Knowledge Audits: The First Step Towards Knowledge Management
Through a knowledge audit, uncover organizational knowledge management practices & activities, build from what's working, identify areas for improvement.
When an organization is embarking on a Knowledge Management strategy for the first time, we recommend starting with a knowledge audit.
All organizations are already involved in some level of Knowledge Management -- even if they are not thinking about those processes within the framework of Knowledge Management.
At FireOak Strategies, we work with all types of organizations to assess existing processes, practices, procedures, and systems that are tied to Knowledge Management-- either directly or indirectly -- and use this as a starting point for developing and implementing a full Knowledge Management strategy.
Purposes of a Knowledge Audit:
- To identify and prioritize the top knowledge management challenges at your organizations -- which issues are creating the biggest problems
- To develop a clear picture of how an organization manages its information and knowledge assets
- Understand how individuals within an organization share knowledge
- Understand motivations and incentives for knowledge exchange
- Identify elements of organizational culture and organizational learning that are tied to knowledge management
- Identify current successes, best practices, and cultural behaviors that can be built upon
- Identify key areas for bottlenecks, redundancies, missed opportunities and areas of concern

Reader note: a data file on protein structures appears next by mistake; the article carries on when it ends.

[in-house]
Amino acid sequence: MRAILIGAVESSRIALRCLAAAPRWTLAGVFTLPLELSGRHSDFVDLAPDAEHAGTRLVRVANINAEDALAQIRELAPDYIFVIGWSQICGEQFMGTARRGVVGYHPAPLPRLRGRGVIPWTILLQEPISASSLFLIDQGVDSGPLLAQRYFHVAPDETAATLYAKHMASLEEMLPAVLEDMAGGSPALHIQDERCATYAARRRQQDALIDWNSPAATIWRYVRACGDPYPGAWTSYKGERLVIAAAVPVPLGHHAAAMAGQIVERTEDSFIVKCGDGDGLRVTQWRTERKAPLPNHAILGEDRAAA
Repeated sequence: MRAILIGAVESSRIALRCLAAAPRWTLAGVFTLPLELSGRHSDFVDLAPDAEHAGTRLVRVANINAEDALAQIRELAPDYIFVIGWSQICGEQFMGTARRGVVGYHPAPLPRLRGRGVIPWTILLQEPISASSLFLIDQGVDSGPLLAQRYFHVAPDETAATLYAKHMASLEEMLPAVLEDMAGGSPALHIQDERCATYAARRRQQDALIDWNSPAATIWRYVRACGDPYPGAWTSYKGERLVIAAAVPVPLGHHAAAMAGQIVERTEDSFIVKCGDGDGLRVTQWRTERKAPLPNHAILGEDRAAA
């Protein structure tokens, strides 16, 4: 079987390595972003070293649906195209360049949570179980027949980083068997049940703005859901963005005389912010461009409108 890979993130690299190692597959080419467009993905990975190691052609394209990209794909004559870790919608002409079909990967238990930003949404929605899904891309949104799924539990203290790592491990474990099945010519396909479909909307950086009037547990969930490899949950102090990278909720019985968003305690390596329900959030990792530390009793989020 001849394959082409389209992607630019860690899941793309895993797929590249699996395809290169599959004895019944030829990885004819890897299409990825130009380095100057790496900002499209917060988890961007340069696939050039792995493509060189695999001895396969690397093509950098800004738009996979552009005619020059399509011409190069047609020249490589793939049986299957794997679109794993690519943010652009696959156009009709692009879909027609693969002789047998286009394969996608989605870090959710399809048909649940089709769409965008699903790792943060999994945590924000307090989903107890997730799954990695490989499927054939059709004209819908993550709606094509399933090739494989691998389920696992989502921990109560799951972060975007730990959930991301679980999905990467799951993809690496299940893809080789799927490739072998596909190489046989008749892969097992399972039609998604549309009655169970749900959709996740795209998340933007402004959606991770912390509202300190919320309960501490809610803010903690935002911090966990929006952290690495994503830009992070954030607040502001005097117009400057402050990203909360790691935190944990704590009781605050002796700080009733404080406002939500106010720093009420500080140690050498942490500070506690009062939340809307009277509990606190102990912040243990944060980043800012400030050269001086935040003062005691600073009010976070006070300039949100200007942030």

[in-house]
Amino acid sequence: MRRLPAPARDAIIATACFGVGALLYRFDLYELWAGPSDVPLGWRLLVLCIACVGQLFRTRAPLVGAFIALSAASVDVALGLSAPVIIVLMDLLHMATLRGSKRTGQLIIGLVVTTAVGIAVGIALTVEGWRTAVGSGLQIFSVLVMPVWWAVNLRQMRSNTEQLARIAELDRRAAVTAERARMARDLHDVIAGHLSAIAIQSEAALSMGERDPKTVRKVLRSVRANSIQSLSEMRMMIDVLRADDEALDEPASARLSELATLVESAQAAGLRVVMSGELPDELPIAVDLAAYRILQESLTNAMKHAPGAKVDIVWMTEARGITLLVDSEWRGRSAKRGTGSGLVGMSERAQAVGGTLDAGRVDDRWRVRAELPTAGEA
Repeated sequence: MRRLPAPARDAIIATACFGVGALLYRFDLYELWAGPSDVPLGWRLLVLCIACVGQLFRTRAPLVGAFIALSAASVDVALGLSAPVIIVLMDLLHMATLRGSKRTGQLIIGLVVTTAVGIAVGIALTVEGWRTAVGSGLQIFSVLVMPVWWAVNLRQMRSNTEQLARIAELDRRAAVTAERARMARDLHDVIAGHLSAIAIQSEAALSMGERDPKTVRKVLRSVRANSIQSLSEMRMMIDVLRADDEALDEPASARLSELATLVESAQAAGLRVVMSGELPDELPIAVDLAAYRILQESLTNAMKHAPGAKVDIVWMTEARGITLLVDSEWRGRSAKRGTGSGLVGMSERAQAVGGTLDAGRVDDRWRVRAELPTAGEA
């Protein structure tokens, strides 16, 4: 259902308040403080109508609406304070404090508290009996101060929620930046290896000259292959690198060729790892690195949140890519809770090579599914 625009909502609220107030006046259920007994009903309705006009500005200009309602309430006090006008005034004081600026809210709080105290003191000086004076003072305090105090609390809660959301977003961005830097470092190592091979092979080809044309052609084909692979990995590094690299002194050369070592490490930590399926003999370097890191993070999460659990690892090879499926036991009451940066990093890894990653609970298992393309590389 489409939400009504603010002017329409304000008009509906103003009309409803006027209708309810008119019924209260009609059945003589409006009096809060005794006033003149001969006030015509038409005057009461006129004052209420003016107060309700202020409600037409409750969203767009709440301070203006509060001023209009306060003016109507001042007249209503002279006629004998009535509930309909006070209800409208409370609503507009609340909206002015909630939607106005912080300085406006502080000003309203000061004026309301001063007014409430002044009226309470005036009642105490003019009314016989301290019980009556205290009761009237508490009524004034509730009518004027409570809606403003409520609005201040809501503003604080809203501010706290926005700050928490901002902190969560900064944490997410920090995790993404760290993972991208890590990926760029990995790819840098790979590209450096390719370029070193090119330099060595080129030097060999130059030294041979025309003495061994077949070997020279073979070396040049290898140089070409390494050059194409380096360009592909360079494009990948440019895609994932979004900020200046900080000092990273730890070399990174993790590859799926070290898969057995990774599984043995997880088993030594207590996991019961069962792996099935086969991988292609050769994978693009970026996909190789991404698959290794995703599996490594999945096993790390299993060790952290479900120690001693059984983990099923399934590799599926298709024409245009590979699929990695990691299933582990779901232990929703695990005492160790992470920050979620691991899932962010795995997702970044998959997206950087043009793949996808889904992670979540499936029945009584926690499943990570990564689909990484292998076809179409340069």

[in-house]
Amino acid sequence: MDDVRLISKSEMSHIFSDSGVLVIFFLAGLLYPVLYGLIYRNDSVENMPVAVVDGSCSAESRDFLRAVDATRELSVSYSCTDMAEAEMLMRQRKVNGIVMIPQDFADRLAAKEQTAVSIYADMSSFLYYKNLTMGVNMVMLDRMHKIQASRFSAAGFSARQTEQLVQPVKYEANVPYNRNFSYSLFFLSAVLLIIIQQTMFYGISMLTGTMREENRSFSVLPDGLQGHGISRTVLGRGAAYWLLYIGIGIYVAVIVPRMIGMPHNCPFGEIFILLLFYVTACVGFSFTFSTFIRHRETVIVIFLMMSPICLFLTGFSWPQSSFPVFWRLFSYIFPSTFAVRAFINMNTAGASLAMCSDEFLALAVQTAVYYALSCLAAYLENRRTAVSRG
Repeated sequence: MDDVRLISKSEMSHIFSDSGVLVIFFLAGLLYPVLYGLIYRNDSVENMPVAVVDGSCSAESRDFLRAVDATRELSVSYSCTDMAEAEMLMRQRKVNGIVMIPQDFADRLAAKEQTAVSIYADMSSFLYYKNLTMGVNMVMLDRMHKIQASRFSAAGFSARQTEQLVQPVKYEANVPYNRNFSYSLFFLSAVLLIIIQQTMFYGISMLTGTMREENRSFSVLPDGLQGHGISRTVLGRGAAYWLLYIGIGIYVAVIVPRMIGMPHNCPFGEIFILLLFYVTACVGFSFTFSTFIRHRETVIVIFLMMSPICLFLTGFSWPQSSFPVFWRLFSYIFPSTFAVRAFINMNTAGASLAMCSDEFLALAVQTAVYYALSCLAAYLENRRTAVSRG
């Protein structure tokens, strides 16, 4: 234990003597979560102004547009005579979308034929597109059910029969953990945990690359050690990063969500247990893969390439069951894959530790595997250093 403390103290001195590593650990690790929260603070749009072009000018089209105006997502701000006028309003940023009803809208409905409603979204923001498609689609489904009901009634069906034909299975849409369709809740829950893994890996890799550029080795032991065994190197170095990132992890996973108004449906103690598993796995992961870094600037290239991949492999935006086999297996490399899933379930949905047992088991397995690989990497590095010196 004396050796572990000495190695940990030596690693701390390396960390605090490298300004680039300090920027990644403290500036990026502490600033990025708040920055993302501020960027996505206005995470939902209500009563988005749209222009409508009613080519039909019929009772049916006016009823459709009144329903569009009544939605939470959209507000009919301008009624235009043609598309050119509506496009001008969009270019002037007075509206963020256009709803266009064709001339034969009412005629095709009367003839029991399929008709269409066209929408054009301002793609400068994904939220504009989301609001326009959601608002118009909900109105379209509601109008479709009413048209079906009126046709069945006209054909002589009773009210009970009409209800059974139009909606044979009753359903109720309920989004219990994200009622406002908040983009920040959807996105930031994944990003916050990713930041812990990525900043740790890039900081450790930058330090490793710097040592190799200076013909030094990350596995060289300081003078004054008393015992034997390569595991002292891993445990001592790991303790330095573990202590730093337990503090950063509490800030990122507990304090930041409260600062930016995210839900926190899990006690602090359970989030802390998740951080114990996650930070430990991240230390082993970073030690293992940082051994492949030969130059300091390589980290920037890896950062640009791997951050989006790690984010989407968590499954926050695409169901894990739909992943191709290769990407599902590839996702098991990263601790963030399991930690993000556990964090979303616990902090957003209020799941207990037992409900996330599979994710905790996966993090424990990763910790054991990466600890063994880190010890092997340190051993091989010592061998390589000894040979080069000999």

Knowledge audits are usually conducted as part of the planning phase to develop and implement knowledge management initiatives. Within this framework, a completed knowledge audit should be used to inform decision makers about how/where to proceed and which areas should be prioritized.
A knowledge audit is an ideal tool to use as a blueprint for moving forward in developing an organizational knowledge management strategy. It allows us to ensure that we're solving the right knowledge management problems.
Latest Knowledge Management News & Resources
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Designing, launching, and establishing a new knowledge management program takes careful planning and execution. Too often, we see organizations fail. Avoid common mistakes.
A look at four levels of knowledge management (KM): personal or individual; department, project or team; organization-wide; and inter-organizational.